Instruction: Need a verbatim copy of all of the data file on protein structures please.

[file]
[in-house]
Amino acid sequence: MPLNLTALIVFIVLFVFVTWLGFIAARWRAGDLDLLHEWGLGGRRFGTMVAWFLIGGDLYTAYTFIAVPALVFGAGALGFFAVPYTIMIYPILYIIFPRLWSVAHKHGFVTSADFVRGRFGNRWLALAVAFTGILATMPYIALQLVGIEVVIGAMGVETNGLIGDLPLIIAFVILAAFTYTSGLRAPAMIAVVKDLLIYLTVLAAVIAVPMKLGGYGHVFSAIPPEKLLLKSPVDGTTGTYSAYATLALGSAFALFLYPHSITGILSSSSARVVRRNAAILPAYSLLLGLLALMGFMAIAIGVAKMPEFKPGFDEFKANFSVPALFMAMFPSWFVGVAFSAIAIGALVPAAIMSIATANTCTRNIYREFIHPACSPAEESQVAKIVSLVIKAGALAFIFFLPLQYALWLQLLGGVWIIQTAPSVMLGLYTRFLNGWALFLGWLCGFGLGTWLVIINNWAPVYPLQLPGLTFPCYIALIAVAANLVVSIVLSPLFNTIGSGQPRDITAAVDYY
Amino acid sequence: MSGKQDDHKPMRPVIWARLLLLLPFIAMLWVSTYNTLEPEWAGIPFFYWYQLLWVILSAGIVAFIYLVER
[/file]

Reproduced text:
[in-house]
Amino acid sequence: MPLNLTALIVFIVLFVFVTWLGFIAARWRAGDLDLLHEWGLGGRRFGTMVAWFLIGGDLYTAYTFIAVPALVFGAGALGFFAVPYTIMIYPILYIIFPRLWSVAHKHGFVTSADFVRGRFGNRWLALAVAFTGILATMPYIALQLVGIEVVIGAMGVETNGLIGDLPLIIAFVILAAFTYTSGLRAPAMIAVVKDLLIYLTVLAAVIAVPMKLGGYGHVFSAIPPEKLLLKSPVDGTTGTYSAYATLALGSAFALFLYPHSITGILSSSSARVVRRNAAILPAYSLLLGLLALMGFMAIAIGVAKMPEFKPGFDEFKANFSVPALFMAMFPSWFVGVAFSAIAIGALVPAAIMSIATANTCTRNIYREFIHPACSPAEESQVAKIVSLVIKAGALAFIFFLPLQYALWLQLLGGVWIIQTAPSVMLGLYTRFLNGWALFLGWLCGFGLGTWLVIINNWAPVYPLQLPGLTFPCYIALIAVAANLVVSIVLSPLFNTIGSGQPRDITAAVDYY
Amino acid sequence: MSGKQDDHKPMRPVIWARLLLLLPFIAMLWVSTYNTLEPEWAGIPFFYWYQLLWVILSAGIVAFIYLVER